-----------------------------------------------------------------------------------------------------------------------

Predicate Information (identified by operation id):
---------------------------------------------------

1 - access("MGR"=PRIOR NULL)
2 - filter("MGR" IS NULL)
3 - access("MGR"=PRIOR NULL)


24 rows selected.

Which explains why I didn't see the CONNECT BY NO FILTERING WITH START-WITH earlier. It seems that Oracle has adjusted the cost calculation of connect by queries somewhere between 10.2.0.4 and 11.2.0.1. Just look at the cost from both execution plans on 10.2.0.4 using a regular explain plan statement and a "select * from table(dbms_xplan.display):

----------------------------------------------------------------------------------
| Id | Operation | Name | Rows | Bytes | Cost (%CPU)| Time |
----------------------------------------------------------------------------------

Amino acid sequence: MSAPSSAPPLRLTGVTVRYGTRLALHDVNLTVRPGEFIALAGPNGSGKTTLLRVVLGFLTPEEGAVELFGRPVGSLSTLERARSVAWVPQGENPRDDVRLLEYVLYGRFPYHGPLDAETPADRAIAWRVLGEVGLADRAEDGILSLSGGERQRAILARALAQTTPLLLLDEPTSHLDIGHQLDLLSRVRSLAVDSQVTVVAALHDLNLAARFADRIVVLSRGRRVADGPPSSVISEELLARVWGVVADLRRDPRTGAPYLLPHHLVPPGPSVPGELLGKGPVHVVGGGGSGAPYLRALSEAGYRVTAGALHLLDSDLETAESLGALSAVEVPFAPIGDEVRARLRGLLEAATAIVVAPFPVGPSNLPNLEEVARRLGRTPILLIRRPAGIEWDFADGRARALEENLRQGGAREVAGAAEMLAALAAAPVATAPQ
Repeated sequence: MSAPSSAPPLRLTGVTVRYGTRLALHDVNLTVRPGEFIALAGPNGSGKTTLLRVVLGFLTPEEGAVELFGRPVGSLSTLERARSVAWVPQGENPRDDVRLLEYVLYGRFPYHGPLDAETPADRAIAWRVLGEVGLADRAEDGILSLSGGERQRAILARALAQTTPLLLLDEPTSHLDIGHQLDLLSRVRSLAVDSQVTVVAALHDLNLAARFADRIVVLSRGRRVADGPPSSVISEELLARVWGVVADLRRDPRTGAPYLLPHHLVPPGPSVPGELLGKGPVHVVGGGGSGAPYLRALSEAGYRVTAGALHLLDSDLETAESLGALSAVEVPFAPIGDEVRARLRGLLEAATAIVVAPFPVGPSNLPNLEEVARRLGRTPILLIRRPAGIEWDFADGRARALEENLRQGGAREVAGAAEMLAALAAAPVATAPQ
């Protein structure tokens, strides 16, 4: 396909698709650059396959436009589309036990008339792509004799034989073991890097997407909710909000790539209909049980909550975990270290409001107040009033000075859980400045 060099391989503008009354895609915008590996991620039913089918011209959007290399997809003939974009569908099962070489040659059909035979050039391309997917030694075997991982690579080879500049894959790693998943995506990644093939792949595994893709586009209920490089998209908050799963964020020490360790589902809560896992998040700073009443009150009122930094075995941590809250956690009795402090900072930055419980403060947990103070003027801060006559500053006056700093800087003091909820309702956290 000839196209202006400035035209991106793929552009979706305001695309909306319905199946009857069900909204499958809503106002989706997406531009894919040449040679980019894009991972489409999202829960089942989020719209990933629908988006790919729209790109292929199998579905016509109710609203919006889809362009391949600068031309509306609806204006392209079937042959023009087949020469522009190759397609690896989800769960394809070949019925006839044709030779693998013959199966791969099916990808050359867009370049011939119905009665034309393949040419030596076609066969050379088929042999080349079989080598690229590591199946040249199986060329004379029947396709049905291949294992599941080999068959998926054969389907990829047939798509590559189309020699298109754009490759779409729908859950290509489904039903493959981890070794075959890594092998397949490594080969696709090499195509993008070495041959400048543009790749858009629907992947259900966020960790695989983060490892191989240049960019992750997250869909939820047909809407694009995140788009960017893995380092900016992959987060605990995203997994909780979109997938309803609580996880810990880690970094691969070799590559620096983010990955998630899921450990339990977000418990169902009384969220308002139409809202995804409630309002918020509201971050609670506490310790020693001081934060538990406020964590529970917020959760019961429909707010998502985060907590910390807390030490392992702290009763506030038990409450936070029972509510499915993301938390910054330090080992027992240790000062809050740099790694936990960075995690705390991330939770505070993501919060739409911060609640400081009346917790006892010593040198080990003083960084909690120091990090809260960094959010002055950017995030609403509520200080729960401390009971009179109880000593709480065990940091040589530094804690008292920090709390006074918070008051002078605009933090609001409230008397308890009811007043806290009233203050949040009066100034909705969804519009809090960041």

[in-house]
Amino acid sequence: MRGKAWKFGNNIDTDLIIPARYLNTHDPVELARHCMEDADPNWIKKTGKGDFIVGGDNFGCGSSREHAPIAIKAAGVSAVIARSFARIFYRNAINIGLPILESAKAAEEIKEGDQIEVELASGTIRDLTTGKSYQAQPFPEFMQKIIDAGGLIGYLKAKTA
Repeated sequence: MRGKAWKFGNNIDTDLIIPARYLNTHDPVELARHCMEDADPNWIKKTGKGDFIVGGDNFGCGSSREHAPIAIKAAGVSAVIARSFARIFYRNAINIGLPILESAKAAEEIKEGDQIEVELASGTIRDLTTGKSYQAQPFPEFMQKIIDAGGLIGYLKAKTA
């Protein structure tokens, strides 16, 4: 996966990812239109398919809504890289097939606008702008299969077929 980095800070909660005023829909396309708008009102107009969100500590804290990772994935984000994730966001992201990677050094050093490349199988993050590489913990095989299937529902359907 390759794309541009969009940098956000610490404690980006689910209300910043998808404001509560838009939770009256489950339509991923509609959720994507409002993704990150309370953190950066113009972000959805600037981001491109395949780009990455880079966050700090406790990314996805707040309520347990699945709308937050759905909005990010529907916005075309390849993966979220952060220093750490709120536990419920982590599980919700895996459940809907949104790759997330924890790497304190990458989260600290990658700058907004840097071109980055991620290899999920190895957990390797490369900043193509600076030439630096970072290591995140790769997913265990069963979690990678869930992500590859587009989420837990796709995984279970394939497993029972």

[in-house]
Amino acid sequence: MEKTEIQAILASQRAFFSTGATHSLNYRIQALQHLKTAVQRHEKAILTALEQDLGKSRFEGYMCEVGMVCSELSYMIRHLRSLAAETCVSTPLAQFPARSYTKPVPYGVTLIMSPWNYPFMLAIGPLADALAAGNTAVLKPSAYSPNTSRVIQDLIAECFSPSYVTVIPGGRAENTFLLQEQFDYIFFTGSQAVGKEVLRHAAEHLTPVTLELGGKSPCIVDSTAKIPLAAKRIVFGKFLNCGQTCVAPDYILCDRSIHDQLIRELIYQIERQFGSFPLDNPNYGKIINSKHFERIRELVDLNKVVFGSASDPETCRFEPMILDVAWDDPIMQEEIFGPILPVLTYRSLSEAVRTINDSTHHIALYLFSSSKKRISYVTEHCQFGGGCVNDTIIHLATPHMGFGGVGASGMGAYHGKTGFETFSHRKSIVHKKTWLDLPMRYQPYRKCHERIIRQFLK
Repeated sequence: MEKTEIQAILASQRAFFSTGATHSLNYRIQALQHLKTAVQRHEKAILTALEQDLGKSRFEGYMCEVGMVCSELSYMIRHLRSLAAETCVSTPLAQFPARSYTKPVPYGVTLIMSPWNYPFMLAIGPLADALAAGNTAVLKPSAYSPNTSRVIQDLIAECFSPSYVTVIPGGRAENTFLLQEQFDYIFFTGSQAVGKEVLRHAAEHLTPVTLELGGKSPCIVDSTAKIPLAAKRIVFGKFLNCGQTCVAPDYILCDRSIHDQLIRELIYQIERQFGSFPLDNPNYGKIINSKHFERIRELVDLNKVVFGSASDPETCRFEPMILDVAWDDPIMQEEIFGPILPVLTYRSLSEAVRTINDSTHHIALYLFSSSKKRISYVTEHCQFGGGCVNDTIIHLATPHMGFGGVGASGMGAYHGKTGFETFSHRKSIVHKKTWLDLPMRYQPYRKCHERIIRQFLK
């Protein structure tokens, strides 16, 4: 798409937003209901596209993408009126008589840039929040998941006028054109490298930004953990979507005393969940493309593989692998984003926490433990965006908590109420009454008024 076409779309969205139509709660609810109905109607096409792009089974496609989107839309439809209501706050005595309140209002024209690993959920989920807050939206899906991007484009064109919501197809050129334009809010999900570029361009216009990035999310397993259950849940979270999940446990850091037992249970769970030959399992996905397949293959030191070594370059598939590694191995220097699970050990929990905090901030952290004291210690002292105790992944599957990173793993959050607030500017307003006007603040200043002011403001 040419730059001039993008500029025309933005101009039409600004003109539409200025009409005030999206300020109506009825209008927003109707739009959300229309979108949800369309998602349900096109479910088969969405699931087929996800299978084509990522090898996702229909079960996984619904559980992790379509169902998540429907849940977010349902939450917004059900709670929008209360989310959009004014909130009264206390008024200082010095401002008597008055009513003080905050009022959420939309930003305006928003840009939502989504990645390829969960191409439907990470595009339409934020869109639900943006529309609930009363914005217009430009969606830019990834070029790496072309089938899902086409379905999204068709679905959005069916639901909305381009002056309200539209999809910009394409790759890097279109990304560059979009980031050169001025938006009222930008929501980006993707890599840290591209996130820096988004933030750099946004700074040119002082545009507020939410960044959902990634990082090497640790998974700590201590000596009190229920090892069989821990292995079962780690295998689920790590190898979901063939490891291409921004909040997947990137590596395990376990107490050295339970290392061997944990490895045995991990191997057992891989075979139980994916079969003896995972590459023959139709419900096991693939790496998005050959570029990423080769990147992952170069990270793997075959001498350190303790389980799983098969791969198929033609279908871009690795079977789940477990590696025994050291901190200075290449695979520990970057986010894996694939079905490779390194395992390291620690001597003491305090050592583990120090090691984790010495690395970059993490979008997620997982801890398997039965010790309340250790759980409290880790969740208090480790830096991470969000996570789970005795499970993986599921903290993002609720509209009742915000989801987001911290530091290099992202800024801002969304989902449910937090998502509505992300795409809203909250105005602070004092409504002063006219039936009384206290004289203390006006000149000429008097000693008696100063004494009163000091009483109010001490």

| 0 | SELECT STATEMENT | | 2 | 50 | 3 (0)| 00:00:01 |
|* 1 | CONNECT BY WITH FILTERING| | | | | |
|* 2 | TABLE ACCESS FULL | EMP | 1 | 29 | 3 (0)| 00:00:01 |
|* 3 | HASH JOIN | | | | | |
| 4 | CONNECT BY PUMP | | | | | |
| 5 | TABLE ACCESS FULL | EMP | 2 | 50 | 3 (0)| 00:00:01 |
----------------------------------------------------------------------------------

------------------------------------------------------------------------------------------------
| Id | Operation | Name | Rows | Bytes | Cost (%CPU)| Time |
------------------------------------------------------------------------------------------------
| 0 | SELECT STATEMENT | | 14 | 350 | 3 (0)| 00:00:01 |
|* 1 | CONNECT BY NO FILTERING WITH START-WITH| | | | | |
| 2 | TABLE ACCESS FULL | EMP | 14 | 350 | 3 (0)| 00:00:01 |
------------------------------------------------------------------------------------------------

The cost of 3 is due to the full table scan of EMP, and no additional cost is added for the hierarchical query.

These are the plans from 11.2.0.2: